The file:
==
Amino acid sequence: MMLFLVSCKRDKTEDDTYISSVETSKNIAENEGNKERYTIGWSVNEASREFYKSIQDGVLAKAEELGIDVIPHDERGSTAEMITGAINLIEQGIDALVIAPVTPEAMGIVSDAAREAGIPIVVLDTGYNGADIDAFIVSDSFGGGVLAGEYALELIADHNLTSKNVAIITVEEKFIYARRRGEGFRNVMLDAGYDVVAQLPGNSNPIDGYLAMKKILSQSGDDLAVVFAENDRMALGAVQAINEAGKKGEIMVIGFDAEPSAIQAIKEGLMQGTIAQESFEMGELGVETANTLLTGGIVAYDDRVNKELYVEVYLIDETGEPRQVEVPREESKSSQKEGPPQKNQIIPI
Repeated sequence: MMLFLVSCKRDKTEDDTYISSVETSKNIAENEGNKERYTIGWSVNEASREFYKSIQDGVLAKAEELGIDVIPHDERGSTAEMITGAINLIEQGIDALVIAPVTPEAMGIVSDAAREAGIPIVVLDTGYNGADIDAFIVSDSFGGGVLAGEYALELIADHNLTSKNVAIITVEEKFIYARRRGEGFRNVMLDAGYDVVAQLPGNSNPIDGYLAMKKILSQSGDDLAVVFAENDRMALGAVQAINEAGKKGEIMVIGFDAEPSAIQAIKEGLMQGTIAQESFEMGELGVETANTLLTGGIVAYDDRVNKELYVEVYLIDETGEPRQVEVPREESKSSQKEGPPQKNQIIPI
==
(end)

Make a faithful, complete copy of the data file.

Amino acid sequence: MMLFLVSCKRDKTEDDTYISSVETSKNIAENEGNKERYTIGWSVNEASREFYKSIQDGVLAKAEELGIDVIPHDERGSTAEMITGAINLIEQGIDALVIAPVTPEAMGIVSDAAREAGIPIVVLDTGYNGADIDAFIVSDSFGGGVLAGEYALELIADHNLTSKNVAIITVEEKFIYARRRGEGFRNVMLDAGYDVVAQLPGNSNPIDGYLAMKKILSQSGDDLAVVFAENDRMALGAVQAINEAGKKGEIMVIGFDAEPSAIQAIKEGLMQGTIAQESFEMGELGVETANTLLTGGIVAYDDRVNKELYVEVYLIDETGEPRQVEVPREESKSSQKEGPPQKNQIIPI
Repeated sequence: MMLFLVSCKRDKTEDDTYISSVETSKNIAENEGNKERYTIGWSVNEASREFYKSIQDGVLAKAEELGIDVIPHDERGSTAEMITGAINLIEQGIDALVIAPVTPEAMGIVSDAAREAGIPIVVLDTGYNGADIDAFIVSDSFGGGVLAGEYALELIADHNLTSKNVAIITVEEKFIYARRRGEGFRNVMLDAGYDVVAQLPGNSNPIDGYLAMKKILSQSGDDLAVVFAENDRMALGAVQAINEAGKKGEIMVIGFDAEPSAIQAIKEGLMQGTIAQESFEMGELGVETANTLLTGGIVAYDDRVNKELYVEVYLIDETGEPRQVEVPREESKSSQKEGPPQKNQIIPI